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Found 1 result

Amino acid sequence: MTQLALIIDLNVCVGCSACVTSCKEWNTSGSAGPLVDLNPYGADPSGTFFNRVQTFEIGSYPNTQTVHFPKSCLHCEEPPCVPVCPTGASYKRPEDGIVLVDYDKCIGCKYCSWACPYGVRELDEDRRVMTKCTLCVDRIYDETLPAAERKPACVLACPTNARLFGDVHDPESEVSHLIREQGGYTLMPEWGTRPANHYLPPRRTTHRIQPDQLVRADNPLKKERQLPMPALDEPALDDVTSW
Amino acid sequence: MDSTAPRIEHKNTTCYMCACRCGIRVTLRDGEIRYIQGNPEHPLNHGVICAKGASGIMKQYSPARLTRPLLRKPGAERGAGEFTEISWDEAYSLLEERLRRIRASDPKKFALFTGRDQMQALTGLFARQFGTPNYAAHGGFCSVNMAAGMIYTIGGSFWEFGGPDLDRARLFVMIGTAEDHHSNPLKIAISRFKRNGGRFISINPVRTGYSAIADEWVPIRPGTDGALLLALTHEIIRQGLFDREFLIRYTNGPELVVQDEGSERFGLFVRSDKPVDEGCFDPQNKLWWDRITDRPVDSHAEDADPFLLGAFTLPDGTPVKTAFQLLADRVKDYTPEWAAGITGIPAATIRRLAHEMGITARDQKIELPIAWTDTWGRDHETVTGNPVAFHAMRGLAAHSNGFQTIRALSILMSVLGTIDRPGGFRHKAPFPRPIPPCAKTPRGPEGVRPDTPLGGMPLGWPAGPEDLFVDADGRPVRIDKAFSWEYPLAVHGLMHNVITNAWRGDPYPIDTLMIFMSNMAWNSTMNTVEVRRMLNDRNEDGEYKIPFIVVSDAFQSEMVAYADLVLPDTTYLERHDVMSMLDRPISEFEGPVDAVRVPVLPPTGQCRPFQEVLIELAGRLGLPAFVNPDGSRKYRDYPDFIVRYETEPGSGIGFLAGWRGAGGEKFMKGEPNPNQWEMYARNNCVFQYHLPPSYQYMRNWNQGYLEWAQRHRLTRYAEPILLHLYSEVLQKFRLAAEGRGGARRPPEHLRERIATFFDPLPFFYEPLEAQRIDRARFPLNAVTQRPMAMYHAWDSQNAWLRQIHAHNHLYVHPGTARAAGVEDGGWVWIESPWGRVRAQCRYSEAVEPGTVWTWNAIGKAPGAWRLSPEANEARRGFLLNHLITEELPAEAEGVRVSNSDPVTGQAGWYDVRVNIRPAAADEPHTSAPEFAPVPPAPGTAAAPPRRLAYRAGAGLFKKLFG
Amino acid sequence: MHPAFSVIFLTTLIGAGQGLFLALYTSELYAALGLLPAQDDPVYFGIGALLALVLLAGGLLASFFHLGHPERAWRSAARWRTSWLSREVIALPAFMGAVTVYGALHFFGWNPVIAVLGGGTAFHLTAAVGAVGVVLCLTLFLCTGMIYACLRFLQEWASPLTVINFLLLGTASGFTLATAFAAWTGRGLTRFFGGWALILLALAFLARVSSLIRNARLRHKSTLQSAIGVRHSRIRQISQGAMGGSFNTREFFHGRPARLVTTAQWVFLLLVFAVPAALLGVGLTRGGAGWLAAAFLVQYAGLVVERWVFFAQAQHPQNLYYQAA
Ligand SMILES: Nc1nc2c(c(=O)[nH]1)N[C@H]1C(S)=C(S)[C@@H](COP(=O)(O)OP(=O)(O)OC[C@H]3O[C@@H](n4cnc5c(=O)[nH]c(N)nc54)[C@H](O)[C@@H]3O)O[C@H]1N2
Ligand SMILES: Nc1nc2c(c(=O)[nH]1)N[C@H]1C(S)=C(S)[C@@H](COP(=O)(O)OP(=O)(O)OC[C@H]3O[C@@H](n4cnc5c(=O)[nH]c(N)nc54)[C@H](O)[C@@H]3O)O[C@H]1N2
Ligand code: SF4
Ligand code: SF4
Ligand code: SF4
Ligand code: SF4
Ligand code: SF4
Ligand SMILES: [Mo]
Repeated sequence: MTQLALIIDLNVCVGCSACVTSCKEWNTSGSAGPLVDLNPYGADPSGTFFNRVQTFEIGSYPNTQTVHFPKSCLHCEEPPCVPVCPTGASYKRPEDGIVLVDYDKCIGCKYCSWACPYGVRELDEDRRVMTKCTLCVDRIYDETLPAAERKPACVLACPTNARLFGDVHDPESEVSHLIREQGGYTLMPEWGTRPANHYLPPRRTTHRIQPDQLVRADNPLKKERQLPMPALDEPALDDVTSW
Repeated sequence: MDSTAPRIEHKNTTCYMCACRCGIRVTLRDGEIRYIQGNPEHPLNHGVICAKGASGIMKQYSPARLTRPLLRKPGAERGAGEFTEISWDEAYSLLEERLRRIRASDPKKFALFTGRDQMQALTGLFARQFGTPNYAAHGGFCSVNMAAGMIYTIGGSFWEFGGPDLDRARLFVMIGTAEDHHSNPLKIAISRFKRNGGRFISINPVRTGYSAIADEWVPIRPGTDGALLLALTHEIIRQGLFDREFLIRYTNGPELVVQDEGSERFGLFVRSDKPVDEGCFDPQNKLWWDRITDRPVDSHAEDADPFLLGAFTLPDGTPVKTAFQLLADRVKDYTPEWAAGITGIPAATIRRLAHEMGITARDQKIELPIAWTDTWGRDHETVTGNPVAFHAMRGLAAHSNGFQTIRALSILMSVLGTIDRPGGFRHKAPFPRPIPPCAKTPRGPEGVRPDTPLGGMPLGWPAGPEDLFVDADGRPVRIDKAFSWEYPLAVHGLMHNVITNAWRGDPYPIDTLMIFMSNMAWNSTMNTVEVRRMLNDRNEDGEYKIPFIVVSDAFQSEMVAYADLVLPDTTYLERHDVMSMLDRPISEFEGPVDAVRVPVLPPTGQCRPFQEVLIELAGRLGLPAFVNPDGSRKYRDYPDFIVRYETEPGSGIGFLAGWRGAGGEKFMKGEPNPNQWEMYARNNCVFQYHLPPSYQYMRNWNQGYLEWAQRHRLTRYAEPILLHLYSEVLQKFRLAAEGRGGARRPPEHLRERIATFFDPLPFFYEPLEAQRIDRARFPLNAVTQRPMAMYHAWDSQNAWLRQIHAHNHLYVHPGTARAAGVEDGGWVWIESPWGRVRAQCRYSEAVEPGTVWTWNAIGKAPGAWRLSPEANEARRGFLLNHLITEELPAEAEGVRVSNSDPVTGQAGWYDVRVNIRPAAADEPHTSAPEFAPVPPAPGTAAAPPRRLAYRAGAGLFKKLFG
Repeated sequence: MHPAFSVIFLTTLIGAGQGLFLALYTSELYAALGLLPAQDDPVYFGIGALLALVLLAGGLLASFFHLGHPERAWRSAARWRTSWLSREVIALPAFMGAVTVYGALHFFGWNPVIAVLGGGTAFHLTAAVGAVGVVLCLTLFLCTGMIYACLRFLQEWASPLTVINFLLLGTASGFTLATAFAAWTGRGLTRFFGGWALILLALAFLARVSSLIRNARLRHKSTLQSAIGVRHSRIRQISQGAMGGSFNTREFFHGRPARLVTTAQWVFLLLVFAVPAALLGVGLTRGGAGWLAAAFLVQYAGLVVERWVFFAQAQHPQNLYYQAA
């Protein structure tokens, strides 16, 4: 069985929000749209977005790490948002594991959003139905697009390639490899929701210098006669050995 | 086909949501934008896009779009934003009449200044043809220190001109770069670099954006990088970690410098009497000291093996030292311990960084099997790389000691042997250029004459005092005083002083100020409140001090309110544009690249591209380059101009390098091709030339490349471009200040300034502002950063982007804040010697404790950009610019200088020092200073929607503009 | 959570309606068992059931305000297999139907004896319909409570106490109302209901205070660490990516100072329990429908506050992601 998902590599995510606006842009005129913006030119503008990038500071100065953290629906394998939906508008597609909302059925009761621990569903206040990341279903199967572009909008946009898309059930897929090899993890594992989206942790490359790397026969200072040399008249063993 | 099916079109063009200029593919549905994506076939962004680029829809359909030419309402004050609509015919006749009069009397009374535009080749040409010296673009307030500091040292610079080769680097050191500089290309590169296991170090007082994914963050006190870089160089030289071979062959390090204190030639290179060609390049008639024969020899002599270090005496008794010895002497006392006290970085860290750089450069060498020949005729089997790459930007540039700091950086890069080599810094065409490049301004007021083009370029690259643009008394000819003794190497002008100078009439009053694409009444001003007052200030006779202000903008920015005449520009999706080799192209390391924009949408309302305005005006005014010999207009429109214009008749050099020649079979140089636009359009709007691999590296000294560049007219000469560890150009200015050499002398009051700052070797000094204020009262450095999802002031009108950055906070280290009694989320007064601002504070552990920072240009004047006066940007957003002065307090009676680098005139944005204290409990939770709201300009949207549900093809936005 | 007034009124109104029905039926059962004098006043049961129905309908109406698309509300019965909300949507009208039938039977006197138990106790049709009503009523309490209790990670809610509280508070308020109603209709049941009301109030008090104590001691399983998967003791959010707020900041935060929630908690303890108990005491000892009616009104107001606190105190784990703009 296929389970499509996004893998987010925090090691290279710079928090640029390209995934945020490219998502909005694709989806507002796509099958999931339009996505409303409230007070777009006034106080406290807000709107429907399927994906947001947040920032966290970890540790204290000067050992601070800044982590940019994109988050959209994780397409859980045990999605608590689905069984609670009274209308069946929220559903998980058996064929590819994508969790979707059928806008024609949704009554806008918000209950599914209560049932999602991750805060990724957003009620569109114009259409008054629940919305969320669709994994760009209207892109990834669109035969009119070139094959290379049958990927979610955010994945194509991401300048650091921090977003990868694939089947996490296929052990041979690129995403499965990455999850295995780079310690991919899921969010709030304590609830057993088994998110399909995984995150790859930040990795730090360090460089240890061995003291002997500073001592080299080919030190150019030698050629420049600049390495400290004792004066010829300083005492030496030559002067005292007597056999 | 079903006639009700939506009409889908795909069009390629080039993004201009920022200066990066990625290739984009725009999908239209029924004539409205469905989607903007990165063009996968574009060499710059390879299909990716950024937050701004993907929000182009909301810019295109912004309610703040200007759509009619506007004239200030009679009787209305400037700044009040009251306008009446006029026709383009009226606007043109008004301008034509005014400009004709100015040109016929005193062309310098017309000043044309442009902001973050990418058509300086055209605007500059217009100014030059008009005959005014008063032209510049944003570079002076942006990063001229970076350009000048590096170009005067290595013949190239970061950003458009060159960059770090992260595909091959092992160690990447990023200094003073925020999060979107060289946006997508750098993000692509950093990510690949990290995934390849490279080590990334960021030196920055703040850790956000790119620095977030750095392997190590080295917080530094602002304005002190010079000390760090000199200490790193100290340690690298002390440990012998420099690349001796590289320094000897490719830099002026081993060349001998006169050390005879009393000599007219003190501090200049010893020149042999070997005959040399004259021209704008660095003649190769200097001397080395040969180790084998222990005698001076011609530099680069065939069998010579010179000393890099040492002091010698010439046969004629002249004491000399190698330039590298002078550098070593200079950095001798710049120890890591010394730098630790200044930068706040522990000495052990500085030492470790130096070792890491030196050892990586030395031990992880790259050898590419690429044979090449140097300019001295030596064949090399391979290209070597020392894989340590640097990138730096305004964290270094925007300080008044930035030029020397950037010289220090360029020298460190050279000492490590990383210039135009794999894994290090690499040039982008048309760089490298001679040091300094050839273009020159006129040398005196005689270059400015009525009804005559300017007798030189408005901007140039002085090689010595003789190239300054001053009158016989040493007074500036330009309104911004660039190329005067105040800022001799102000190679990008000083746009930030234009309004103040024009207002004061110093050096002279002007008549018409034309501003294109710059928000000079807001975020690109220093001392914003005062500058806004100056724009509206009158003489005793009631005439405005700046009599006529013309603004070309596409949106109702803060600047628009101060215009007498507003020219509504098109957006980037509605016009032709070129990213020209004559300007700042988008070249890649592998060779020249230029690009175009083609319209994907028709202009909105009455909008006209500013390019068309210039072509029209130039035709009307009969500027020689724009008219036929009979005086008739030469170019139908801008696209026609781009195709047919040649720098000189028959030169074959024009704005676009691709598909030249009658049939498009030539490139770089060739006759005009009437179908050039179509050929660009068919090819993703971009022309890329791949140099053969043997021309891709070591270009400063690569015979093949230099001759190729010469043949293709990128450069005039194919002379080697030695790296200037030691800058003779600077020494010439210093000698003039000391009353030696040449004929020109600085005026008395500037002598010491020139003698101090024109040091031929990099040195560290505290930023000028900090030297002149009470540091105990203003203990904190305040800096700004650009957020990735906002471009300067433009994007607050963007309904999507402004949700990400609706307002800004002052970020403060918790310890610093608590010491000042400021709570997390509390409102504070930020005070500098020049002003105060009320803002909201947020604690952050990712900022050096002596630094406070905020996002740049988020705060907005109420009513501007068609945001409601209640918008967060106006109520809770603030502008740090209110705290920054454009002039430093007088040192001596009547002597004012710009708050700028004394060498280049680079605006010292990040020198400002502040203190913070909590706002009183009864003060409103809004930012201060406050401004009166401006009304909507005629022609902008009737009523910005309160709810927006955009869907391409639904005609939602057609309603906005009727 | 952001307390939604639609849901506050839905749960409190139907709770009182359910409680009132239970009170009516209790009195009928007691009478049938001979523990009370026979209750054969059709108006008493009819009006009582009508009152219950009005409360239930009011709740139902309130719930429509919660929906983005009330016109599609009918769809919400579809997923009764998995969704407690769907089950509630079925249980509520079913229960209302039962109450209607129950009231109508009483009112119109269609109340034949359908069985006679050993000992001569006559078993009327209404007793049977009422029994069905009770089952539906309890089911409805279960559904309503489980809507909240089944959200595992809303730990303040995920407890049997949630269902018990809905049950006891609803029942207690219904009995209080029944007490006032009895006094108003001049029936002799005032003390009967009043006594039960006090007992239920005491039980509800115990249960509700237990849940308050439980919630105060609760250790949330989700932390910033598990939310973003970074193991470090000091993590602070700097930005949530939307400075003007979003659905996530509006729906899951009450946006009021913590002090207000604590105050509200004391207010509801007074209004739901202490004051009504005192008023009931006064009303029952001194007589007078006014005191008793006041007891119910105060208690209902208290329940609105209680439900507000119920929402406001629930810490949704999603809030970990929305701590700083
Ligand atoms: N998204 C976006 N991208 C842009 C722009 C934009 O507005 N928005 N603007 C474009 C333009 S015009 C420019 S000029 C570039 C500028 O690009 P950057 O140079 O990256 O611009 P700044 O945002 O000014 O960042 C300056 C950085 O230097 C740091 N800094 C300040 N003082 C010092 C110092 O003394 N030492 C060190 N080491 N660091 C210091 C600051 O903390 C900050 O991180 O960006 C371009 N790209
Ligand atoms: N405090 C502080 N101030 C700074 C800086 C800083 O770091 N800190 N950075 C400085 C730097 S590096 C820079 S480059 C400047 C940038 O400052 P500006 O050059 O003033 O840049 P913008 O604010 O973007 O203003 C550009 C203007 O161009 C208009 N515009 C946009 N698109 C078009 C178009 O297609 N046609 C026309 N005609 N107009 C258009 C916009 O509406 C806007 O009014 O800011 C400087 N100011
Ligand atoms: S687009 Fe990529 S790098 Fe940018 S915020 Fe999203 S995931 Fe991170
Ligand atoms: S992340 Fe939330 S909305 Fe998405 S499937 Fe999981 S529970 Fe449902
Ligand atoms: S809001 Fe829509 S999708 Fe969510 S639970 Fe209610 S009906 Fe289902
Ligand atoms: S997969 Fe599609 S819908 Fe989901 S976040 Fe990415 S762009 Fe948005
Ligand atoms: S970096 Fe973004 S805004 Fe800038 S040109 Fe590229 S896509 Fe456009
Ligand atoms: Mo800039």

1. It was a sad wednesday, last week. I have been the sole steadicam operator (full-time) with a production support company for the past 3 or 4 years. i had put in my two weeks notice and was slated to leave on friday in order to pursue operating full-time on my own. our new york team managed to slate a steadicam job and they requested that i ship out the rig and they would quickly learn how to use it and then shoot on monday (this mentality is much of why i decided to leave the company), rather than have me fly out to help another team member learn the ropes as i had been doing in los angeles. i put the rig together, did a few last line dances, disassembled and packed it up. i gave it my last salute, and sent it off to new york with the cvolution and camwave. probably the last time ill get to fly the rig that i learned on. it was a strangely emotional experience. i have always been much more compelled by still photography, and ive built out a full wet darkroom in order to work on fine art prints, but steadicam operating is what has pulled me into the film world and really been my reason for working. without it i really wouldnt care much about cinematography and film. this was my introduction. sending the archer to new york to be handled by others was like sending a foster dog to live with a new family; in many ways it has become your own but really it's someone else's. after i brought the cases to fedex i realized there was nothing else for me to do at the company so they let me split a few days early. may as well; gotta get a jump start on this new-found freelancing lifestyle. the next day i got a call from the company's equipment manager "hey dude, they broke the steadicam." it was bound to happen. in the efforts of being cheap the company had me ship the steadicam rather than (for the same price as shipping the rig, fiz, and transmitter) have me come out and demo the rig for them. it was not as bad as i was led to believe; they had popped on the batteries and flipped it from | to | |, sending the rig in 24v mode and blowing the monitor. thats what ya get, i spose. anyways, moral of the story is do it once, do it right. dont be cheap! since being on staff with the company didnt give me the opportunity to work with many crews, i now look forward to working with yall in the near future!
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